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Healthy eating is colorful eating

The USDA Food Guide is telling us that when it comes to "Fruits and Veggies - More Matters". Yet for many parents, it is really difficult to get your child to eat these nutrient-packed foods. A good way to get them excited about eating healthy is to include them in meal-planning.

USDA Food Guide Pyramid 2005
Bonny Lee, Nursing Student Association

Colorful Eating Ideas
Start by talking about how the colorful foods are the best for their bodies. Make it a game, how many colors can you get in the shopping cart and/or on your plate? Ask your child what green vegetable he/she would like to have for dinner, offering a choice while steering him/her in the right direction. If you have many children, have each one choose a vegetable/fruit of a particular color. Talk about how pretty and colorful their plates are, as you sit down to eat a family meal. Try drawing the outline of a rainbow, and every time your child eats a color, he/she can shade it in. If they fill up an entire rainbow in one day, they get a reward, like an extra story at bedtime.

The main thing to remember is that children like to be included. If you have healthy options in your home, it provides them with healthy choices that you can let them make on their own. They understand what it means to be healthy and will feel good knowing that they are taking care of their bodies.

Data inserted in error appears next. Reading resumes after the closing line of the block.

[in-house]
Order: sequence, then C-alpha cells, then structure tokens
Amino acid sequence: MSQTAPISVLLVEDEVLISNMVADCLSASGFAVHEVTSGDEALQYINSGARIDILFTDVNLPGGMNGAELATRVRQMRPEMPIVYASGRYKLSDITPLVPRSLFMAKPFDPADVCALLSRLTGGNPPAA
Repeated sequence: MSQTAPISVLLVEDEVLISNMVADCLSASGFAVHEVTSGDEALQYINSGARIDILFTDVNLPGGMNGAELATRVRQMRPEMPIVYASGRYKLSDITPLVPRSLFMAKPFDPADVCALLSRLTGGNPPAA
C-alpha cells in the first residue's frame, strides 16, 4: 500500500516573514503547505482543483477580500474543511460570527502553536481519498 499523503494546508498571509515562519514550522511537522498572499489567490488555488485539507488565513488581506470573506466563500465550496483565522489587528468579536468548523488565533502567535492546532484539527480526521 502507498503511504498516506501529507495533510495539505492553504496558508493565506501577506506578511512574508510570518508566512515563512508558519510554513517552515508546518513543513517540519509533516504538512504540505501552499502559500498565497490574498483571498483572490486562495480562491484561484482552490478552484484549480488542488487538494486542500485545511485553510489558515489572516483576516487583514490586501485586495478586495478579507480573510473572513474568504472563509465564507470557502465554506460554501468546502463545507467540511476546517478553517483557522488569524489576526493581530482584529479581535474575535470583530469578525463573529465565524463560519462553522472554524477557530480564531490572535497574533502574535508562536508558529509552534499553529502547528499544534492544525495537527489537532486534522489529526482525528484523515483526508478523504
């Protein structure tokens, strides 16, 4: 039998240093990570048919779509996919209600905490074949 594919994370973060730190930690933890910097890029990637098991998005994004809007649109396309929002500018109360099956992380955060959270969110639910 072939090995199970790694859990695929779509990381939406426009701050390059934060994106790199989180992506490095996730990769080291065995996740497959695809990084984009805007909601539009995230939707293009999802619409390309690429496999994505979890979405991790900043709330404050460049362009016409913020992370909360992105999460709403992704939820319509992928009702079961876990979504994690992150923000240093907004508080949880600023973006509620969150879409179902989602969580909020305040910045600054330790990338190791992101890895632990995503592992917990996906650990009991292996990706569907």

Kentucky Beef has a "ChooseWell Kit" that is free for educators to supplement their curriculum on healthy eating. The USDA site for kids has games, posters, tips, coloring pages etc. to educate children (and parents) about making healthy choices. has "family-approved" meal ideas if you're stuck on what to serve for a nutritious breakfast/lunch/dinner.

Girl Scouts, teamed up with Russel Cave Elementary and are currently running their first ever food-drive. Until March 14th, 2010 you may call 859-255-3427 to schedule for a girl scout to come and pick up your donation of non-perishable food.


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